Watching the activity on Capitol Hill this week, I can draw no other conclusion than certain Congressional Democrats need a refresher course on the Constitution they swore an oath to protect and defend.

First, of course, are the bullying tactics employed by the House and Senate judiciary committees to compel testimony from senior White House officials about confidential conversations held both amongst themselves and potentially with the president of the United States. Despite evidence of no underlying crime, these two committees have authorized their chairmen to issue subpoenas to White House officials for privileged conversations — a move that would be held up in the courts for years and one that, according to many scholars, runs afoul of the Constitution.

Next, we have D.C. Del. Eleanor Holmes Norton (D) and Rep Tom Davis (R-Va.) pushing their bill to allow the District of Columbia to have a voting member in the House of Representatives. Article I, Section II of the Constitution explicitly notes: “The House of Representatives shall be composed of Members chosen every second Year by the People of the several States.” The District of Columbia is not a state. Period.
Any cursory review of the Federalist Papers shows the Framers clearly intended the seat of the federal government to be free from any pressure or interference from a state where the federal government was housed. As such, a District of Columbia created to serve as the home of the federal government must be free from pressure or force from any one state.

Speaker Nancy Pelosi (D-Calif.), Norton and others have apparently not read Article I, Section II — how else could one explain their desire to proceed with a bill the president will undoubtedly veto and the Supreme Court would hold unconstitutional? Politics, of course.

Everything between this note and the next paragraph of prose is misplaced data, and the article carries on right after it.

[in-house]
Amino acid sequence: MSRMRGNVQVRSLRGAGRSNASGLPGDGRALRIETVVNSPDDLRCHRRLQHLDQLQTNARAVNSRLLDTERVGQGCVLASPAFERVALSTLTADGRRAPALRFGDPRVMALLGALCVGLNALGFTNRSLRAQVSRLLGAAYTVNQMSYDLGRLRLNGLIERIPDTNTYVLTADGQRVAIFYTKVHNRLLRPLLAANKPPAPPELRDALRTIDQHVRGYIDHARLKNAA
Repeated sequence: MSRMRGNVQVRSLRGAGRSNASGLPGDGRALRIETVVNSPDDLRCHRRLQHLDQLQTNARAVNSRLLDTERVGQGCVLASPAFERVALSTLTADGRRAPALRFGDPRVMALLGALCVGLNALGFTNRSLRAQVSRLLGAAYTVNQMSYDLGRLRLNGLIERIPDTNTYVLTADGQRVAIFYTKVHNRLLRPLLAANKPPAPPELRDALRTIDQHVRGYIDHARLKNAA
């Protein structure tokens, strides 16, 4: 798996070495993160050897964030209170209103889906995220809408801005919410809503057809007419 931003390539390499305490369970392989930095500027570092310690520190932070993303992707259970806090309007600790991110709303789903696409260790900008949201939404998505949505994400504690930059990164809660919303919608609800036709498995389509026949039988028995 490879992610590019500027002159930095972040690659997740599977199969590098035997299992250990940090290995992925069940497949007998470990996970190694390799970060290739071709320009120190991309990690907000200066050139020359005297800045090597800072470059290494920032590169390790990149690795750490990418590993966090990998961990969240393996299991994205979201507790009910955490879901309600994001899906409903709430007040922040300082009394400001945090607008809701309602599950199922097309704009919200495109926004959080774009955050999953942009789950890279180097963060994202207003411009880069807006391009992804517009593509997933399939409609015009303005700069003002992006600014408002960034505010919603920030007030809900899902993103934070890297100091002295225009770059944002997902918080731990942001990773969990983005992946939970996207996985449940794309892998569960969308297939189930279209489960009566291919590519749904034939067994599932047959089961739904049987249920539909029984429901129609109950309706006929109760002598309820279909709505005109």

Speaking of politics, how else to explain the Speaker’s desire to impose a deadline upon which American forces would withdraw from Iraq in a spending bill that was supposed to provide emergency funding for our troops fighting the war against terror in Iraq, Afghanistan and other locations around the world? Oh, and the arm-breaking and larding-up of the bill with pork to entice members to vote for a bill that runs afoul of the president’s authority under Article II of the Constitution to serve as commander in chief? Don’t take it from me, look at what USA Today wrote this morning on the topic: "... [A]n emergency war funding bill — especially one that would set a hard exit date of Aug. 31, 2008, for U.S. troops in Iraq and impose strict readiness standards for deploying combat forces — is no place for extraneous issues. And certainly no place for bribes." (Editorial, "Pork Has No Place In 'Emergency' War Bill," USA Today, 3/22/07)

Compelling testimony from White House officials? Granting voting rights to an entity that is not a state? Dictating how the commander in chief should direct American forces in battle? I have a few copies of the Constitution I can send up  to Capitol Hill — they clearly need them.